Bad design – my tips on what NOT to do
When designing web sites, and adding content, it is often hard to spot your own mistakes and bad design habits.
This article identifies common pitfalls and annoyances with web sites, and advice and tips about what you can do to ensure you do not do the same!
If this article helps you, please feel free to leave a comment.
A path of no return
How often have you visited a site where as you go deeper into the content you suddenly find you cannot go back without loading up the homepage and starting again? This is a very common annoyance, and shows terrible design and structure of the site.
A well designed site will show your position in the website, and provide ways to go back. A popular method of achieving this is by using ‘breadcrumbs’.
A breadcrumb shows your position in a website, and usually allows you to go back to a page you have been to by clicking the link in a breadcrumb. An example of a breadcrumb may look like this:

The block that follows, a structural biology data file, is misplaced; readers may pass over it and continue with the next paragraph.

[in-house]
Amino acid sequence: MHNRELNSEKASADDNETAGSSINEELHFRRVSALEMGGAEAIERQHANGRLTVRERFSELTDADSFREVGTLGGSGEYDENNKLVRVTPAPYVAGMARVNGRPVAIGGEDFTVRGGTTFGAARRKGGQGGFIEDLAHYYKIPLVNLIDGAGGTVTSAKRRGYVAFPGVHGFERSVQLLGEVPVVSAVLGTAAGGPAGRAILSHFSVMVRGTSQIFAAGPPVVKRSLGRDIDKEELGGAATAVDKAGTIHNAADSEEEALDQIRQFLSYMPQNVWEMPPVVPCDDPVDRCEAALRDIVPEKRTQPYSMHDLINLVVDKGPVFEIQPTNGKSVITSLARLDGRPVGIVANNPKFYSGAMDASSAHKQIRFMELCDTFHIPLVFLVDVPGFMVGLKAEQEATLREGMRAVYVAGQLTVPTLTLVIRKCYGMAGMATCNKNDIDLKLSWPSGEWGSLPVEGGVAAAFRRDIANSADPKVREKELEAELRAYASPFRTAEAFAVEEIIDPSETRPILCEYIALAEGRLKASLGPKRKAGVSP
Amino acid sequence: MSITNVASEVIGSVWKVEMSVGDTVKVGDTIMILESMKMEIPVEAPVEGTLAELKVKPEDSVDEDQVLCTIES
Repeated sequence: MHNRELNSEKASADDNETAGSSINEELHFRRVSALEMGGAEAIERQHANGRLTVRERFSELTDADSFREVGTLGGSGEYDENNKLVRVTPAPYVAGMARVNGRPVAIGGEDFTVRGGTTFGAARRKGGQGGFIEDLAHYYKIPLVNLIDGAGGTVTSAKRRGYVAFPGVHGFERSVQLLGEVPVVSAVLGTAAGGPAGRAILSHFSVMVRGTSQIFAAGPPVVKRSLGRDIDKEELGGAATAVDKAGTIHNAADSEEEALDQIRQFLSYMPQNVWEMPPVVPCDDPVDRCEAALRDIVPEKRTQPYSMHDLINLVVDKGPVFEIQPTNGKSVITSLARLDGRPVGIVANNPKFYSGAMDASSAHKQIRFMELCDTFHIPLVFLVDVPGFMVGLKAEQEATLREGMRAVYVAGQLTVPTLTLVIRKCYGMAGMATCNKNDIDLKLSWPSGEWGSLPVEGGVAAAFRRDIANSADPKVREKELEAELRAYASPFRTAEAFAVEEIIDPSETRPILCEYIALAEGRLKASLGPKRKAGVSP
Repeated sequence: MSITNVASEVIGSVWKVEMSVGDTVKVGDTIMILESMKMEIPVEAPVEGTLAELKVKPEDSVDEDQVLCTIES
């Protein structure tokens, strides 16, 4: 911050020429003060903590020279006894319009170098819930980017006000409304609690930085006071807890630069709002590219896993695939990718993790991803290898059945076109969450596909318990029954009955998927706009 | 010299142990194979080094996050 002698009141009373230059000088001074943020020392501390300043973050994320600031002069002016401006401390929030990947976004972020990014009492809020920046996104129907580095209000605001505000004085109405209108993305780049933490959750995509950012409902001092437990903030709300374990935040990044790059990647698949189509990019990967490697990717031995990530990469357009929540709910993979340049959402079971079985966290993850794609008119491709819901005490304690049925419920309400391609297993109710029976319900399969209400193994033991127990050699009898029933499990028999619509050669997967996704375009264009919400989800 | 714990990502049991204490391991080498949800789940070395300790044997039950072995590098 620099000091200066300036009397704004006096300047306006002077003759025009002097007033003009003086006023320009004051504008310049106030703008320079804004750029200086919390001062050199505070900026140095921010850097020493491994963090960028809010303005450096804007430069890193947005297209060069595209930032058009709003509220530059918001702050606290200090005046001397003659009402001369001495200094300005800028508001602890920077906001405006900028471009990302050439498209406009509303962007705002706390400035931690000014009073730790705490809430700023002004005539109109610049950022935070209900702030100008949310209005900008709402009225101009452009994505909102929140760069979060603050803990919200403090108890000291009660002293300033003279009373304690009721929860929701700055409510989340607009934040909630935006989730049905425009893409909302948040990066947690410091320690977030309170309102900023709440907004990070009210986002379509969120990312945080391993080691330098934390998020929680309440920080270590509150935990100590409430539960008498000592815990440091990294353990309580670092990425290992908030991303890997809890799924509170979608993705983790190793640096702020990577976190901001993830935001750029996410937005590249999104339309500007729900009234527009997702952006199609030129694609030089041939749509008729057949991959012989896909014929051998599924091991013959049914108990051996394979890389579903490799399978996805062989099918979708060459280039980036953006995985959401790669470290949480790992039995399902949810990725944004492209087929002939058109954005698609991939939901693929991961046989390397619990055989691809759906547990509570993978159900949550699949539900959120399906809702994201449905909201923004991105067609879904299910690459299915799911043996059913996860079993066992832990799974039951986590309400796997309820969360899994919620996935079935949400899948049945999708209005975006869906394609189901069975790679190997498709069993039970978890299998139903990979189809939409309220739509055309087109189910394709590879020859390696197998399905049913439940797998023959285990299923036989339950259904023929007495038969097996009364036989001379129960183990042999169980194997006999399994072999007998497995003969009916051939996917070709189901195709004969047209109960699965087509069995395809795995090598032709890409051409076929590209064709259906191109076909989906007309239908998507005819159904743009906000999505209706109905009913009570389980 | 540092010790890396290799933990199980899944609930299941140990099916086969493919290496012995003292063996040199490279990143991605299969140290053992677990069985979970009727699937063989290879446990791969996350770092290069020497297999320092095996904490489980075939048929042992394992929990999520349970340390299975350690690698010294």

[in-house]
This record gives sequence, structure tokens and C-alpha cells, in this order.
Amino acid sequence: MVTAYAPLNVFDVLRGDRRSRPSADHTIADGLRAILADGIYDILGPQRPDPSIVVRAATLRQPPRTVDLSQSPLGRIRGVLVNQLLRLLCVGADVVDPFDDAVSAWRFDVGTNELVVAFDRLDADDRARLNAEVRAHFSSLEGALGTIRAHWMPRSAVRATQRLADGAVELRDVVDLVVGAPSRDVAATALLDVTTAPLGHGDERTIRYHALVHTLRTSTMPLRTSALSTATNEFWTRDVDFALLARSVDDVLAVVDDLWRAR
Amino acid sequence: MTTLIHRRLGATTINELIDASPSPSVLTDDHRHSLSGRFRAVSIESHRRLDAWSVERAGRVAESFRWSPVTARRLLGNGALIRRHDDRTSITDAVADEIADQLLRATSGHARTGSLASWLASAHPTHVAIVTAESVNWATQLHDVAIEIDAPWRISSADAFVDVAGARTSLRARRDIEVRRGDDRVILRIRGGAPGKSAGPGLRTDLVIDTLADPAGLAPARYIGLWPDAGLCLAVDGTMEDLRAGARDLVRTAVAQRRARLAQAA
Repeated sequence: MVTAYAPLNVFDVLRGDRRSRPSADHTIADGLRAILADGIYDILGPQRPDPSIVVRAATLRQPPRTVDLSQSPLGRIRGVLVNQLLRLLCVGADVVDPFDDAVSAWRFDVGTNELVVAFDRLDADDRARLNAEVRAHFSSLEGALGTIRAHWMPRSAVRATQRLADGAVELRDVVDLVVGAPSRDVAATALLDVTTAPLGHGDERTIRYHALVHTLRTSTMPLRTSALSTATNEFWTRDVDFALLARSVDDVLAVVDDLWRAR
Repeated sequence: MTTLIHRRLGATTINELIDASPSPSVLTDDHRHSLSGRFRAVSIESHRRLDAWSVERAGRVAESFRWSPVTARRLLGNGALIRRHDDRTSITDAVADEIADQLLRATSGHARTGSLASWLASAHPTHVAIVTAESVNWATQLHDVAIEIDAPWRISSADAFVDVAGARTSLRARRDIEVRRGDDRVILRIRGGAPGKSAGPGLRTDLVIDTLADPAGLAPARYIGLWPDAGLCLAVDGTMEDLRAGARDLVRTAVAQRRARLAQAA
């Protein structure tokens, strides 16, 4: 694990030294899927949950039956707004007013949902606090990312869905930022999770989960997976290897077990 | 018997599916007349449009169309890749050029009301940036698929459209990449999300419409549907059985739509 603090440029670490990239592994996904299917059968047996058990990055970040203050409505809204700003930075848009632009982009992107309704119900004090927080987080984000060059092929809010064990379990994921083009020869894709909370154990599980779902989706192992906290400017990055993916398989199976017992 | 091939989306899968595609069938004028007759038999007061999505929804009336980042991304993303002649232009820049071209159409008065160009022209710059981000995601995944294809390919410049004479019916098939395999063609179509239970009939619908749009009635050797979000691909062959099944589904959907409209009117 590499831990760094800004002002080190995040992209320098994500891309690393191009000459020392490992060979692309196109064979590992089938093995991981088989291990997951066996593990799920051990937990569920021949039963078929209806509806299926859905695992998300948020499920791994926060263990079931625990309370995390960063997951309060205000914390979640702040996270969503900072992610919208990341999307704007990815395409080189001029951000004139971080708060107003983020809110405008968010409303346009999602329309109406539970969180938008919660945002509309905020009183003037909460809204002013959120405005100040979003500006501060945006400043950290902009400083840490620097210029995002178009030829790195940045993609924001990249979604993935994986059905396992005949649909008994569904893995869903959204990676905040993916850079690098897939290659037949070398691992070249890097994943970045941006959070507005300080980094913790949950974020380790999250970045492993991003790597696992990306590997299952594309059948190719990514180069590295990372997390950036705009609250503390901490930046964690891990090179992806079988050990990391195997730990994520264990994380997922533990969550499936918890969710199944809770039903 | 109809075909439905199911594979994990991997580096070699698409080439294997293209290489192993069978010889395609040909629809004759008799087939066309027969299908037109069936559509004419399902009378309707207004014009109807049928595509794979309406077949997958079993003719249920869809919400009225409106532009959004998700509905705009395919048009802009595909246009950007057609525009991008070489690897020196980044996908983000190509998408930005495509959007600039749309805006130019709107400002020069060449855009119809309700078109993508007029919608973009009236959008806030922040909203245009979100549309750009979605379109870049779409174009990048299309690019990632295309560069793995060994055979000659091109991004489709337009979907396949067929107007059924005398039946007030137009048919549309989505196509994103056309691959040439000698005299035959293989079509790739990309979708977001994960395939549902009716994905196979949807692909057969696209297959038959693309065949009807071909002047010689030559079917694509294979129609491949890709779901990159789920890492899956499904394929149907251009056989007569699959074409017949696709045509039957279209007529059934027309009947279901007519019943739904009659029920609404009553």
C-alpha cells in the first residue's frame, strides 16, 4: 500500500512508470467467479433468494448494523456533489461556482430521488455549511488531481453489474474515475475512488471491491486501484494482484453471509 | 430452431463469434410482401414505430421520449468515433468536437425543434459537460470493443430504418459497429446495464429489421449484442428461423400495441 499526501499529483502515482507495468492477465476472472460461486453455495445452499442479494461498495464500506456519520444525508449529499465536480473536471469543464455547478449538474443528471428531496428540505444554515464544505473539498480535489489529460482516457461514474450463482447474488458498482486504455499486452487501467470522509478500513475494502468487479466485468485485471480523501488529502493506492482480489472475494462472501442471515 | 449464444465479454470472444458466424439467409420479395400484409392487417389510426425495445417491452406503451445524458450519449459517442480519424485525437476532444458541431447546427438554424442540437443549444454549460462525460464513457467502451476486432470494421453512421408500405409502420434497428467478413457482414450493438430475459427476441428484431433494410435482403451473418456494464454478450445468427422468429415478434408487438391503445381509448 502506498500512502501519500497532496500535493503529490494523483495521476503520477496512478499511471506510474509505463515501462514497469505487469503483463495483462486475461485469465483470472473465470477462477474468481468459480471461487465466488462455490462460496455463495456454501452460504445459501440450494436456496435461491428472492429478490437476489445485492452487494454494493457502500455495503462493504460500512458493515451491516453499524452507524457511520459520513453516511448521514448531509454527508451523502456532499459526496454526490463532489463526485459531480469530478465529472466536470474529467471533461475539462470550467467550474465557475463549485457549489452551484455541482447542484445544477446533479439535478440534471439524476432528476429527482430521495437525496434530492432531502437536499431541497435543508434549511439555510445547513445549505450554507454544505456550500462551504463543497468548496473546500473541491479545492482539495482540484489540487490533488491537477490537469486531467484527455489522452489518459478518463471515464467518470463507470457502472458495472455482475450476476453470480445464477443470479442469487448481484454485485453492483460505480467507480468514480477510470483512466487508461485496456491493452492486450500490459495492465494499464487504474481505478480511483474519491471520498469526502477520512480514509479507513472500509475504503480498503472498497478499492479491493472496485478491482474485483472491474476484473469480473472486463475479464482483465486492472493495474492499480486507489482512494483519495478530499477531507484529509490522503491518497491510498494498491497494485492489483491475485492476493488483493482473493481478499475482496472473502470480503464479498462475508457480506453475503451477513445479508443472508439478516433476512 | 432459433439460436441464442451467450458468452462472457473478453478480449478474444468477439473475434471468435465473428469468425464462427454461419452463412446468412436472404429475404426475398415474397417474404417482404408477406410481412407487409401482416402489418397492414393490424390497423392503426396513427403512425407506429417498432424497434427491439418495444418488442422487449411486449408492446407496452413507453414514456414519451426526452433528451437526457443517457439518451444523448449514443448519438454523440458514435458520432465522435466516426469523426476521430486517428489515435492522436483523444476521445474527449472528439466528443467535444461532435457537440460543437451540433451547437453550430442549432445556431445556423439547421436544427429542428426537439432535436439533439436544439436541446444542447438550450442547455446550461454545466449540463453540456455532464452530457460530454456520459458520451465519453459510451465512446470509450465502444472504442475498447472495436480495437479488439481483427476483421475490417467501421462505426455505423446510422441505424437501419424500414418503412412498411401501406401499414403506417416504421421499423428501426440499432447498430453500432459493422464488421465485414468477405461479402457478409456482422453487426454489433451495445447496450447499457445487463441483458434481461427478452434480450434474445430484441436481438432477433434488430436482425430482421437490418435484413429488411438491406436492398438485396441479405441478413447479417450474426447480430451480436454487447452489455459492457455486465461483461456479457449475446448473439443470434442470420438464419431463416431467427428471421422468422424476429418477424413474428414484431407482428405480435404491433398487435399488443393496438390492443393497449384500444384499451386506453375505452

Home > Web design > Get quote
In this example, the current page would be ‘get quote’ and the path you took to get to the page would be ‘Home > web design’, so as you can see you can easily tell where you are.
Going too deep, it sure is dark in here
Websites with a lot of content can often be disorganised, and links can take you deeper and deeper into the site. If you make it go too deep even breadcrumbs can be hard to use. Therefore it is imperative that you organise and categorise your content to make it more spread out, rather than deep. An example to show what I mean, a site with tutorials on web design:
Bad structure: Tutorials > Website tutorials > coding tutorials > html coding tutorials > xhtml tutorials > view tutorial
Better structure: websites > coding > xhtml > view tutorial